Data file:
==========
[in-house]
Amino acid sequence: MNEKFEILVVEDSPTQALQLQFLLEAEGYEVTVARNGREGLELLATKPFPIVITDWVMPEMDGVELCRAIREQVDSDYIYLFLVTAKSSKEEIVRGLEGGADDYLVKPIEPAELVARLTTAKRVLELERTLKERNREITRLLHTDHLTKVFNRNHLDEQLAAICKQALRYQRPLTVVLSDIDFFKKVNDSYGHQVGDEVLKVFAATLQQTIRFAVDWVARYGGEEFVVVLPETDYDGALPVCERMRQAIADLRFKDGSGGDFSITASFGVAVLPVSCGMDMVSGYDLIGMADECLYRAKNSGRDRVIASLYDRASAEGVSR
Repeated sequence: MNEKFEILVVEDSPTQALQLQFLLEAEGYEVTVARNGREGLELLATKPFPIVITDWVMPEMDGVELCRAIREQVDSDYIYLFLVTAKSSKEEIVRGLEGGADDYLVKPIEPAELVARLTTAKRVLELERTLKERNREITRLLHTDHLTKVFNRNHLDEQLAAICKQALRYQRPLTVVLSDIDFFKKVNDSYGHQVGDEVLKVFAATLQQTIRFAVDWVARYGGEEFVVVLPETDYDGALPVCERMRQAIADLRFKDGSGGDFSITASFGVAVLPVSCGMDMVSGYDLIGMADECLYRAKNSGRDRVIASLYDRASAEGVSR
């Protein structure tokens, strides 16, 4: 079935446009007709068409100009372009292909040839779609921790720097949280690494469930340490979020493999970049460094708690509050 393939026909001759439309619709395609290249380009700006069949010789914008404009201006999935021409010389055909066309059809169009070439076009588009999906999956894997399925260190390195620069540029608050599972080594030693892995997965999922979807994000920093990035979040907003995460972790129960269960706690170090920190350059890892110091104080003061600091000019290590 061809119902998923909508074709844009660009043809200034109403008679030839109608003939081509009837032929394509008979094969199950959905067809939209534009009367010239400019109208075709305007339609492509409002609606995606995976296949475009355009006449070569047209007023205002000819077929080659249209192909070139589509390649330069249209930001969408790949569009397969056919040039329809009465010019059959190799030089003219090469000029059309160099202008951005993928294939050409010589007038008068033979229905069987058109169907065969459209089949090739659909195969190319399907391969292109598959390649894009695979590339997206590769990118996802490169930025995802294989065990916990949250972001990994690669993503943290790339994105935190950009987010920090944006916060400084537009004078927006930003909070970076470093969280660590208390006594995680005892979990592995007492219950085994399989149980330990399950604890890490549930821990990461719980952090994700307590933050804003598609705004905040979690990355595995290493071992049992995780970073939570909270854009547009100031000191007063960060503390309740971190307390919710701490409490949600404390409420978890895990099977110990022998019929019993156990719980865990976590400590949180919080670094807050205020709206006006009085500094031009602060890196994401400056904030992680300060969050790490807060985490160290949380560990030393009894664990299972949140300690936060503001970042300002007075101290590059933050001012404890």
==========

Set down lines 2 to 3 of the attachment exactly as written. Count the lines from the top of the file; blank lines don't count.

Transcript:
Amino acid sequence: MNEKFEILVVEDSPTQALQLQFLLEAEGYEVTVARNGREGLELLATKPFPIVITDWVMPEMDGVELCRAIREQVDSDYIYLFLVTAKSSKEEIVRGLEGGADDYLVKPIEPAELVARLTTAKRVLELERTLKERNREITRLLHTDHLTKVFNRNHLDEQLAAICKQALRYQRPLTVVLSDIDFFKKVNDSYGHQVGDEVLKVFAATLQQTIRFAVDWVARYGGEEFVVVLPETDYDGALPVCERMRQAIADLRFKDGSGGDFSITASFGVAVLPVSCGMDMVSGYDLIGMADECLYRAKNSGRDRVIASLYDRASAEGVSR
Repeated sequence: MNEKFEILVVEDSPTQALQLQFLLEAEGYEVTVARNGREGLELLATKPFPIVITDWVMPEMDGVELCRAIREQVDSDYIYLFLVTAKSSKEEIVRGLEGGADDYLVKPIEPAELVARLTTAKRVLELERTLKERNREITRLLHTDHLTKVFNRNHLDEQLAAICKQALRYQRPLTVVLSDIDFFKKVNDSYGHQVGDEVLKVFAATLQQTIRFAVDWVARYGGEEFVVVLPETDYDGALPVCERMRQAIADLRFKDGSGGDFSITASFGVAVLPVSCGMDMVSGYDLIGMADECLYRAKNSGRDRVIASLYDRASAEGVSR